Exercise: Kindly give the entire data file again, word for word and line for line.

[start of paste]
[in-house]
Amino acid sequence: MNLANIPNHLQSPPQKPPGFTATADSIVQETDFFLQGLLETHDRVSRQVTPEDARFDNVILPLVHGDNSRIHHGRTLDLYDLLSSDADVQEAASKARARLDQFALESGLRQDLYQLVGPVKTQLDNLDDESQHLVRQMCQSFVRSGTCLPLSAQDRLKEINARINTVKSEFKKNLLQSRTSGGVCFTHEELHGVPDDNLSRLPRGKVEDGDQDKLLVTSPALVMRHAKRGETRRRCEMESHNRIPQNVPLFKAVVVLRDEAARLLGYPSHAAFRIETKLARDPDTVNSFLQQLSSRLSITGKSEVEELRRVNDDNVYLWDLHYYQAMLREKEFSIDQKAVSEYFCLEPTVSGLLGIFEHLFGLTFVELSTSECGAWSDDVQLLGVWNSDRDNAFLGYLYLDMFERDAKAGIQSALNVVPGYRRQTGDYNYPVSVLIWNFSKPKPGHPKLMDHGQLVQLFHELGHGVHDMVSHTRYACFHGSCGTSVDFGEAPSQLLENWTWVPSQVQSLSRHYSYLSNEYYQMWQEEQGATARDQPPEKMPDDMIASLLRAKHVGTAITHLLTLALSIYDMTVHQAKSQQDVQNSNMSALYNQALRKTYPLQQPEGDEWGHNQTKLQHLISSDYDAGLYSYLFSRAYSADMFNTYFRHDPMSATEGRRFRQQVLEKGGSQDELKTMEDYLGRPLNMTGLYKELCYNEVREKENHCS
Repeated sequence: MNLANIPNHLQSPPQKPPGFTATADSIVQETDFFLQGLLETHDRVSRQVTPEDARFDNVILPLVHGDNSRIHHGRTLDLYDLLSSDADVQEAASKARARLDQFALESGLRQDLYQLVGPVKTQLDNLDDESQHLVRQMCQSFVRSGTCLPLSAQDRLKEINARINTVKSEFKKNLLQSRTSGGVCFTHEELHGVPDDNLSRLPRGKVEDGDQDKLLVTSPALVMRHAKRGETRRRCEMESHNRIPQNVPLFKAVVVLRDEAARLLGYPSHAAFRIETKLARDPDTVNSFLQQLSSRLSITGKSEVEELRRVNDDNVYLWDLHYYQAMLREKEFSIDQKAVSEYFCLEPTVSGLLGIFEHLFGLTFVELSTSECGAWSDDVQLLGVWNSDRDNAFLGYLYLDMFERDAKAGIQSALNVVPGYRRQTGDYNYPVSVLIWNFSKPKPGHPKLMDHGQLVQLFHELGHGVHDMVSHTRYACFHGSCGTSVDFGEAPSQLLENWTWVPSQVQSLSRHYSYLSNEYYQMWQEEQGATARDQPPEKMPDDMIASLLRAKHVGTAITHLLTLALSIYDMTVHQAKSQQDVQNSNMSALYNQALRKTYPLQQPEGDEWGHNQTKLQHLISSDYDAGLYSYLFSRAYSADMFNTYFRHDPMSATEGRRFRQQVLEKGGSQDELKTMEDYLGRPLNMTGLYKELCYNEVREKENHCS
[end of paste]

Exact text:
[in-house]
Amino acid sequence: MNLANIPNHLQSPPQKPPGFTATADSIVQETDFFLQGLLETHDRVSRQVTPEDARFDNVILPLVHGDNSRIHHGRTLDLYDLLSSDADVQEAASKARARLDQFALESGLRQDLYQLVGPVKTQLDNLDDESQHLVRQMCQSFVRSGTCLPLSAQDRLKEINARINTVKSEFKKNLLQSRTSGGVCFTHEELHGVPDDNLSRLPRGKVEDGDQDKLLVTSPALVMRHAKRGETRRRCEMESHNRIPQNVPLFKAVVVLRDEAARLLGYPSHAAFRIETKLARDPDTVNSFLQQLSSRLSITGKSEVEELRRVNDDNVYLWDLHYYQAMLREKEFSIDQKAVSEYFCLEPTVSGLLGIFEHLFGLTFVELSTSECGAWSDDVQLLGVWNSDRDNAFLGYLYLDMFERDAKAGIQSALNVVPGYRRQTGDYNYPVSVLIWNFSKPKPGHPKLMDHGQLVQLFHELGHGVHDMVSHTRYACFHGSCGTSVDFGEAPSQLLENWTWVPSQVQSLSRHYSYLSNEYYQMWQEEQGATARDQPPEKMPDDMIASLLRAKHVGTAITHLLTLALSIYDMTVHQAKSQQDVQNSNMSALYNQALRKTYPLQQPEGDEWGHNQTKLQHLISSDYDAGLYSYLFSRAYSADMFNTYFRHDPMSATEGRRFRQQVLEKGGSQDELKTMEDYLGRPLNMTGLYKELCYNEVREKENHCS
Repeated sequence: MNLANIPNHLQSPPQKPPGFTATADSIVQETDFFLQGLLETHDRVSRQVTPEDARFDNVILPLVHGDNSRIHHGRTLDLYDLLSSDADVQEAASKARARLDQFALESGLRQDLYQLVGPVKTQLDNLDDESQHLVRQMCQSFVRSGTCLPLSAQDRLKEINARINTVKSEFKKNLLQSRTSGGVCFTHEELHGVPDDNLSRLPRGKVEDGDQDKLLVTSPALVMRHAKRGETRRRCEMESHNRIPQNVPLFKAVVVLRDEAARLLGYPSHAAFRIETKLARDPDTVNSFLQQLSSRLSITGKSEVEELRRVNDDNVYLWDLHYYQAMLREKEFSIDQKAVSEYFCLEPTVSGLLGIFEHLFGLTFVELSTSECGAWSDDVQLLGVWNSDRDNAFLGYLYLDMFERDAKAGIQSALNVVPGYRRQTGDYNYPVSVLIWNFSKPKPGHPKLMDHGQLVQLFHELGHGVHDMVSHTRYACFHGSCGTSVDFGEAPSQLLENWTWVPSQVQSLSRHYSYLSNEYYQMWQEEQGATARDQPPEKMPDDMIASLLRAKHVGTAITHLLTLALSIYDMTVHQAKSQQDVQNSNMSALYNQALRKTYPLQQPEGDEWGHNQTKLQHLISSDYDAGLYSYLFSRAYSADMFNTYFRHDPMSATEGRRFRQQVLEKGGSQDELKTMEDYLGRPLNMTGLYKELCYNEVREKENHCS